Infrastructure Institute


The Infrastructure Institute is a training, advisory and applied research hub at the University of Toronto’s School of Cities, aiming to build global expertise in infrastructure planning, decision-making and delivery. 

Led by Prof. Matti Siemiatycki, the Infrastructure Institute will create international connections to transform the status quo, refine public-private partnerships and propose innovations in project financing and funding tools. The Institute will: 

  • Investigate the barriers to successful infrastructure developments, including global research in business models for delivery, cost-overruns, and operations and maintenance planning; 

  • Train infrastructure leaders and practitioners on project delivery, innovative financing models, and strategic decision-making with an equity lens; and 

  • Engage practitioners, policymakers, and community activists to introduce new models of co-ownership and equitable involvement in major infrastructure projects.



Infrastructure Fellow: We are looking for an Infrastructure Fellow to undertake primary research on a topic of their choosing from September 2021 until April 2022. The selected fellow will be supervised by Prof. Matti Siemiatycki and receive a stipend. Application review will begin on August 15th until filled. Details here.

Transit-Oriented Communities: A paper outlining the complex planning context regarding transit-oriented communities, including the Ontario government’s recently passed Transit-Oriented Communities Act. By Matti Siemiatycki and Drew Fagan. Read the paper here.

Watch this space for updates by Fall 2021


Our work focuses on three areas: engagement, creative-mixed use, and research.  


Our engagement work involves public presentations, events, and training. We want to build awareness on current urban issues, 

International Doctoral Cluster (IDC): In partnership with University of Manchester and University of Melbourne, the IDC connects talent around the world to facilitate transformational innovation and ideas, with access to mentoring by a global networking of leading researchers. Current participants include two PhD candidates from University of Manchester, and two PhD candidates from the University of Toronto. 

SPRE Training Modules: The School of Cities at U of T and Social Purpose Real Estate (SPRE) Toronto led a series of training modules to support non-profits and community/social service providers. The training modules were designed to enhance the knowledge and capacity of organizations, empowering them to become partner-ready to pursue real estate development. All modules are available online - if you’re interested in accessing them, please email us directly at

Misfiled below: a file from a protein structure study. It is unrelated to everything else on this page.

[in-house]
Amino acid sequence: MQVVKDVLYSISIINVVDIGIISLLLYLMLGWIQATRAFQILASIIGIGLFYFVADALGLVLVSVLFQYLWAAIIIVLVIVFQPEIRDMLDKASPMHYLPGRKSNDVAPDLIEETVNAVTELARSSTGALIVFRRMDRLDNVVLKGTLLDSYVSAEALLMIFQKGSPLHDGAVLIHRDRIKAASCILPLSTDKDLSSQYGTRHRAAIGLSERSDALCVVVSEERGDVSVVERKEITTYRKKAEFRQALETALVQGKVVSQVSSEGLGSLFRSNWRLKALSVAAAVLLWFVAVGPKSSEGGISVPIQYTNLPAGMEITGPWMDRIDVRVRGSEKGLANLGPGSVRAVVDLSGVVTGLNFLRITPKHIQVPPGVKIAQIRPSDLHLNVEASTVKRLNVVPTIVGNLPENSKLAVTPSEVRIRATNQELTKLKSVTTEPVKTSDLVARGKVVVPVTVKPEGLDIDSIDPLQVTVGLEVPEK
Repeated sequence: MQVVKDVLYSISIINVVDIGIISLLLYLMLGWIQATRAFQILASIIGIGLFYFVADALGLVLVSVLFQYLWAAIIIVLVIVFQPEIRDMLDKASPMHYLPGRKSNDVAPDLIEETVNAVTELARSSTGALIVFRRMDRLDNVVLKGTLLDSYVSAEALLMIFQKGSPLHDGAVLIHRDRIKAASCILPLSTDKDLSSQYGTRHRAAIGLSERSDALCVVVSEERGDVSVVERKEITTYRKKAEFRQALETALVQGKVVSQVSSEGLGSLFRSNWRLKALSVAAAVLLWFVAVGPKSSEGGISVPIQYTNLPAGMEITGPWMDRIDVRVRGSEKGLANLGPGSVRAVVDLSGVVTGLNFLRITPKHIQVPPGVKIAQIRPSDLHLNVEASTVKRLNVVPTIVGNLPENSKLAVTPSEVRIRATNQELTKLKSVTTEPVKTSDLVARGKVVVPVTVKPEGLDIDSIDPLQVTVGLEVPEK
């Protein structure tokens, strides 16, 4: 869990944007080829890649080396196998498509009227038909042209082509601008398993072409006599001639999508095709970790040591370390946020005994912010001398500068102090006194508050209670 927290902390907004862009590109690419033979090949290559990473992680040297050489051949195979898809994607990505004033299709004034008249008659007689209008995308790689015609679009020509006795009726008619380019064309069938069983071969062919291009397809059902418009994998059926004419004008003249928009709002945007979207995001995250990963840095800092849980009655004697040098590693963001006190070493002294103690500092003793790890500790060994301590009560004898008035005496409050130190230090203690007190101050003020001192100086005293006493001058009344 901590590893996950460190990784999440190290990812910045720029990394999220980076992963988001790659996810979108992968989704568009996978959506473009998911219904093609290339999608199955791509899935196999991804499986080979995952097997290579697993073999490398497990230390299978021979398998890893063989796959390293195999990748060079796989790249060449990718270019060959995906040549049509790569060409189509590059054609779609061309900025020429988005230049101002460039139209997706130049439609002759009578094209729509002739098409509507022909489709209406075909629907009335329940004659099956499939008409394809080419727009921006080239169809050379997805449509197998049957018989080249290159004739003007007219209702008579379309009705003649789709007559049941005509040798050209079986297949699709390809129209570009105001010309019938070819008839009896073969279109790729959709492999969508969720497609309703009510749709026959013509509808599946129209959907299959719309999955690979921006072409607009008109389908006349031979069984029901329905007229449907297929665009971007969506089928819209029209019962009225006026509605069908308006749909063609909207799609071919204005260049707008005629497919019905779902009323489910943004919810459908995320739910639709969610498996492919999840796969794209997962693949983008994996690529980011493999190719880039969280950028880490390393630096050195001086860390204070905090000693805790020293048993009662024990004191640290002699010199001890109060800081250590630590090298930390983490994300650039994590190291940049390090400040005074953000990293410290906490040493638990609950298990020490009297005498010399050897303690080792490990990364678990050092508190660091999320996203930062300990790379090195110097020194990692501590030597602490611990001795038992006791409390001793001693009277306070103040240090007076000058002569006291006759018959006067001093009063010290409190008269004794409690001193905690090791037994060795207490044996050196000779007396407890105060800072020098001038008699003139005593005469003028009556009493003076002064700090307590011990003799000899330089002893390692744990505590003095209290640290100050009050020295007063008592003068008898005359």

Infrastructure Leadership Academy: This program will equip executives with sector specific knowledge, skills and capacity to lead various mega projects and investments programs, with consideration for inclusion, economic development and environmental sustainability. More details to come. 

Infrastructure Policy Series: A series of research briefs, seminars, and policy papers focused on P3 development, business models for delivering infrastructure, and new strategic paths towards evidence-based policymaking. This series will launch in Winter 2022. 

Infrastructure Workforce Diversity: Fostering a national network of informed leaders and investors in the inclusion of diverse communities, and pathways to ensure BIPOC representation in leadership and decision-making roles. More details to come.

Creative Mixed-Use 

The Creative Mixed-Use Initiative at the School of Cities was launched in 2019 to provide matchmaking services for building partners, offer training to help organizations through complex development processes, and provide site-specific support for mixed-use buildings. As an established real estate sector initiative, this approach creates path-breaking projects that accelerate the formation of public-private-non-profit partnerships to deliver innovative, mixed-use projects.

Toronto is a leader in the development of creative, mixed-use buildings. These buildings bring together public and private uses in creative ways, locating unexpected partners in the same facility. Many of these projects have significantly contributed to the social and economic fabric of the city, bringing affordable housing and social and community services to the forefront. Examples in the Toronto region include homeless shelters attached to condominiums and community and cultural hubs underneath residential towers. However, buildings of this nature emerge out of complex, unpredictable processes rather than a deliberate effort.


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